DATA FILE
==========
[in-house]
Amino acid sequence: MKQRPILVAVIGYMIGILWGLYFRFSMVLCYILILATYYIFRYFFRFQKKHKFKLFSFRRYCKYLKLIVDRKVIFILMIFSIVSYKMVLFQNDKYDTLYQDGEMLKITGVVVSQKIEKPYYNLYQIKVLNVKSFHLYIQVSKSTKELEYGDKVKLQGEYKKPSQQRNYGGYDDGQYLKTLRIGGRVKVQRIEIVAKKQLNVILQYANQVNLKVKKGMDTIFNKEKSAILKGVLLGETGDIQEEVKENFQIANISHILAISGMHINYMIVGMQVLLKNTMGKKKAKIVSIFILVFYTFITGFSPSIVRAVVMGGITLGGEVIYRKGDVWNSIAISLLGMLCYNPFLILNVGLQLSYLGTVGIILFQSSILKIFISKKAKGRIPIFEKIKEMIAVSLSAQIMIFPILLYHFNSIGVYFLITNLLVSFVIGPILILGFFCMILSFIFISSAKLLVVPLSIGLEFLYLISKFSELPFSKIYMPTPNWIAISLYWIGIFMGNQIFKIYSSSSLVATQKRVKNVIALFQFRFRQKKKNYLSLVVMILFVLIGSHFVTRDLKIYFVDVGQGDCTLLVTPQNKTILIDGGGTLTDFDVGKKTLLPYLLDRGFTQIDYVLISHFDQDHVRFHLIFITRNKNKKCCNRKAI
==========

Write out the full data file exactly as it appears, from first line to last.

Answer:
[in-house]
Amino acid sequence: MKQRPILVAVIGYMIGILWGLYFRFSMVLCYILILATYYIFRYFFRFQKKHKFKLFSFRRYCKYLKLIVDRKVIFILMIFSIVSYKMVLFQNDKYDTLYQDGEMLKITGVVVSQKIEKPYYNLYQIKVLNVKSFHLYIQVSKSTKELEYGDKVKLQGEYKKPSQQRNYGGYDDGQYLKTLRIGGRVKVQRIEIVAKKQLNVILQYANQVNLKVKKGMDTIFNKEKSAILKGVLLGETGDIQEEVKENFQIANISHILAISGMHINYMIVGMQVLLKNTMGKKKAKIVSIFILVFYTFITGFSPSIVRAVVMGGITLGGEVIYRKGDVWNSIAISLLGMLCYNPFLILNVGLQLSYLGTVGIILFQSSILKIFISKKAKGRIPIFEKIKEMIAVSLSAQIMIFPILLYHFNSIGVYFLITNLLVSFVIGPILILGFFCMILSFIFISSAKLLVVPLSIGLEFLYLISKFSELPFSKIYMPTPNWIAISLYWIGIFMGNQIFKIYSSSSLVATQKRVKNVIALFQFRFRQKKKNYLSLVVMILFVLIGSHFVTRDLKIYFVDVGQGDCTLLVTPQNKTILIDGGGTLTDFDVGKKTLLPYLLDRGFTQIDYVLISHFDQDHVRFHLIFITRNKNKKCCNRKAI